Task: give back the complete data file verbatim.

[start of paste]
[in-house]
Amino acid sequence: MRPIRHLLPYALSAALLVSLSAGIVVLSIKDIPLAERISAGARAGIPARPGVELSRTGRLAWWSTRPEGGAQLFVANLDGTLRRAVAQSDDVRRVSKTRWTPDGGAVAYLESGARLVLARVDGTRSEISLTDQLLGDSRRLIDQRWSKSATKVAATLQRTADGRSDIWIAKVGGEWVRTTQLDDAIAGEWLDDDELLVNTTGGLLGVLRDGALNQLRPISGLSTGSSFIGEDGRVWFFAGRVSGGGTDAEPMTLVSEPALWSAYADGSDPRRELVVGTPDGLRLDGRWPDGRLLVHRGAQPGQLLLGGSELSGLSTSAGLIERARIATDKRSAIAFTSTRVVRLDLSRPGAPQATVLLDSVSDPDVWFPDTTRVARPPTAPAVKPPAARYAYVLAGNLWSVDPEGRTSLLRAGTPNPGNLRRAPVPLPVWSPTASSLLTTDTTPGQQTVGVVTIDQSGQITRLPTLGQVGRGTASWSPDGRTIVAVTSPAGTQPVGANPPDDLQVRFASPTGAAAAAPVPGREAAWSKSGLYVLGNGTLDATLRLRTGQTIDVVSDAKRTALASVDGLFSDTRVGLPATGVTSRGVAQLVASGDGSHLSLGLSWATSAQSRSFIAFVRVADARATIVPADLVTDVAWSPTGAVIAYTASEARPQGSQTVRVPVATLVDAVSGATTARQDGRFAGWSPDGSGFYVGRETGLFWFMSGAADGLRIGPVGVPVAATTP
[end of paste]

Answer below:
[in-house]
Amino acid sequence: MRPIRHLLPYALSAALLVSLSAGIVVLSIKDIPLAERISAGARAGIPARPGVELSRTGRLAWWSTRPEGGAQLFVANLDGTLRRAVAQSDDVRRVSKTRWTPDGGAVAYLESGARLVLARVDGTRSEISLTDQLLGDSRRLIDQRWSKSATKVAATLQRTADGRSDIWIAKVGGEWVRTTQLDDAIAGEWLDDDELLVNTTGGLLGVLRDGALNQLRPISGLSTGSSFIGEDGRVWFFAGRVSGGGTDAEPMTLVSEPALWSAYADGSDPRRELVVGTPDGLRLDGRWPDGRLLVHRGAQPGQLLLGGSELSGLSTSAGLIERARIATDKRSAIAFTSTRVVRLDLSRPGAPQATVLLDSVSDPDVWFPDTTRVARPPTAPAVKPPAARYAYVLAGNLWSVDPEGRTSLLRAGTPNPGNLRRAPVPLPVWSPTASSLLTTDTTPGQQTVGVVTIDQSGQITRLPTLGQVGRGTASWSPDGRTIVAVTSPAGTQPVGANPPDDLQVRFASPTGAAAAAPVPGREAAWSKSGLYVLGNGTLDATLRLRTGQTIDVVSDAKRTALASVDGLFSDTRVGLPATGVTSRGVAQLVASGDGSHLSLGLSWATSAQSRSFIAFVRVADARATIVPADLVTDVAWSPTGAVIAYTASEARPQGSQTVRVPVATLVDAVSGATTARQDGRFAGWSPDGSGFYVGRETGLFWFMSGAADGLRIGPVGVPVAATTP